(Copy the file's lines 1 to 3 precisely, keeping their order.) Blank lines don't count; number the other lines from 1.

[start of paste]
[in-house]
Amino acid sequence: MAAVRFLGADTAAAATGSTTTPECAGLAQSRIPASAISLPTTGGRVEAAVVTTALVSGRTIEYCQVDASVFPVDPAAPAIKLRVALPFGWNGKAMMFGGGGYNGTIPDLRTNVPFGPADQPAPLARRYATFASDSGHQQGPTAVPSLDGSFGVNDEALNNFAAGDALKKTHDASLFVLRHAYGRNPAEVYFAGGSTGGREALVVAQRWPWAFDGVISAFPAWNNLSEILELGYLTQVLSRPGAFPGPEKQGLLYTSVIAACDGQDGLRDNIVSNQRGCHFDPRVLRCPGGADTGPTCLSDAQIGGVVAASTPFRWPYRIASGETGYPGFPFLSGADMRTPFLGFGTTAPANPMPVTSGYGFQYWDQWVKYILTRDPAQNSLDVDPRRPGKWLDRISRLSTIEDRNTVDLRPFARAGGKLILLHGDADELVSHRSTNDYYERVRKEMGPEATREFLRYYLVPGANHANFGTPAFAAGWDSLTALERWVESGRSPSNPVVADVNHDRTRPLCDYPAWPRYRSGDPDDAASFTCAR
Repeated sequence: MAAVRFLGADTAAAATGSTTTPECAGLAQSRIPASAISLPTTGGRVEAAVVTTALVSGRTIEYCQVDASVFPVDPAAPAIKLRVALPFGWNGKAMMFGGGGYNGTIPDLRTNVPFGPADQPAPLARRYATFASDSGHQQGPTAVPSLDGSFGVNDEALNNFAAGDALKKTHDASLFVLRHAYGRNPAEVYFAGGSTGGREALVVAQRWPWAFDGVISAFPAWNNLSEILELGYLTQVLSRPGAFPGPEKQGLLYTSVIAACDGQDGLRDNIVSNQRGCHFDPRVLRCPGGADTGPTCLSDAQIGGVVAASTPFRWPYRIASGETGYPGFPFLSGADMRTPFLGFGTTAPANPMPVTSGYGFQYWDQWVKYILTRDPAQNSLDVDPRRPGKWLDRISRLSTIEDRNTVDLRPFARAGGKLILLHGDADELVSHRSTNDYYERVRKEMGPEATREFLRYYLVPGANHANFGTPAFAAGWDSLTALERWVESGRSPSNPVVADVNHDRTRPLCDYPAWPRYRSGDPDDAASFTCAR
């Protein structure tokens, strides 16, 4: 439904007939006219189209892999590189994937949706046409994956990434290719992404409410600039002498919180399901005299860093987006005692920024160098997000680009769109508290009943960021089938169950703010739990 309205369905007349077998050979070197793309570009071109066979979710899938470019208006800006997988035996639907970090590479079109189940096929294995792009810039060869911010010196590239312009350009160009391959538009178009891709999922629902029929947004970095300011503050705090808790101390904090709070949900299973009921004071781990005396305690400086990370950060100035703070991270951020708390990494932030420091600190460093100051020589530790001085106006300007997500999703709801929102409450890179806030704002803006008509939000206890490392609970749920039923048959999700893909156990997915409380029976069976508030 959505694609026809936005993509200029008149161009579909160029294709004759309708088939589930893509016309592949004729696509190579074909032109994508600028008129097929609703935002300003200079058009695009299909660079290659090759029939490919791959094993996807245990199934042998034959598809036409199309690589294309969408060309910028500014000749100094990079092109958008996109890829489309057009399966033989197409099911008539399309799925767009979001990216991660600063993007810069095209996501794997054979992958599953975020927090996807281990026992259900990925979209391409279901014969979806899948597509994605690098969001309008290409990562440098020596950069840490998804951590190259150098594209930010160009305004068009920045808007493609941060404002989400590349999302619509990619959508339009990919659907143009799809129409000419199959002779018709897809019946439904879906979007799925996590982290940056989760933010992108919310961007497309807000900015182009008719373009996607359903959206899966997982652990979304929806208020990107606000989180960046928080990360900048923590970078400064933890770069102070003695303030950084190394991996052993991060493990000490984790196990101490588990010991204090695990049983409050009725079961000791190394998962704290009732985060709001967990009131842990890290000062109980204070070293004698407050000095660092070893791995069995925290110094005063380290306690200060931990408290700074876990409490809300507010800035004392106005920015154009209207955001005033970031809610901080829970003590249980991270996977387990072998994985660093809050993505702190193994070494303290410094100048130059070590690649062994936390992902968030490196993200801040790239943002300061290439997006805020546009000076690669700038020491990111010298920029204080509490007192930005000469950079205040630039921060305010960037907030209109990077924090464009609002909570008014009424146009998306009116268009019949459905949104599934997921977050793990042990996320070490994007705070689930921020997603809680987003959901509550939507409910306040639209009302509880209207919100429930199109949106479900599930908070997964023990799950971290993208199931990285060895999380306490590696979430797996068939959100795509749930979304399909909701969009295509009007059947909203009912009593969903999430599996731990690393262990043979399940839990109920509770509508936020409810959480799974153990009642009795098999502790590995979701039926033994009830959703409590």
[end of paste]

[in-house]
Amino acid sequence: MAAVRFLGADTAAAATGSTTTPECAGLAQSRIPASAISLPTTGGRVEAAVVTTALVSGRTIEYCQVDASVFPVDPAAPAIKLRVALPFGWNGKAMMFGGGGYNGTIPDLRTNVPFGPADQPAPLARRYATFASDSGHQQGPTAVPSLDGSFGVNDEALNNFAAGDALKKTHDASLFVLRHAYGRNPAEVYFAGGSTGGREALVVAQRWPWAFDGVISAFPAWNNLSEILELGYLTQVLSRPGAFPGPEKQGLLYTSVIAACDGQDGLRDNIVSNQRGCHFDPRVLRCPGGADTGPTCLSDAQIGGVVAASTPFRWPYRIASGETGYPGFPFLSGADMRTPFLGFGTTAPANPMPVTSGYGFQYWDQWVKYILTRDPAQNSLDVDPRRPGKWLDRISRLSTIEDRNTVDLRPFARAGGKLILLHGDADELVSHRSTNDYYERVRKEMGPEATREFLRYYLVPGANHANFGTPAFAAGWDSLTALERWVESGRSPSNPVVADVNHDRTRPLCDYPAWPRYRSGDPDDAASFTCAR
Repeated sequence: MAAVRFLGADTAAAATGSTTTPECAGLAQSRIPASAISLPTTGGRVEAAVVTTALVSGRTIEYCQVDASVFPVDPAAPAIKLRVALPFGWNGKAMMFGGGGYNGTIPDLRTNVPFGPADQPAPLARRYATFASDSGHQQGPTAVPSLDGSFGVNDEALNNFAAGDALKKTHDASLFVLRHAYGRNPAEVYFAGGSTGGREALVVAQRWPWAFDGVISAFPAWNNLSEILELGYLTQVLSRPGAFPGPEKQGLLYTSVIAACDGQDGLRDNIVSNQRGCHFDPRVLRCPGGADTGPTCLSDAQIGGVVAASTPFRWPYRIASGETGYPGFPFLSGADMRTPFLGFGTTAPANPMPVTSGYGFQYWDQWVKYILTRDPAQNSLDVDPRRPGKWLDRISRLSTIEDRNTVDLRPFARAGGKLILLHGDADELVSHRSTNDYYERVRKEMGPEATREFLRYYLVPGANHANFGTPAFAAGWDSLTALERWVESGRSPSNPVVADVNHDRTRPLCDYPAWPRYRSGDPDDAASFTCAR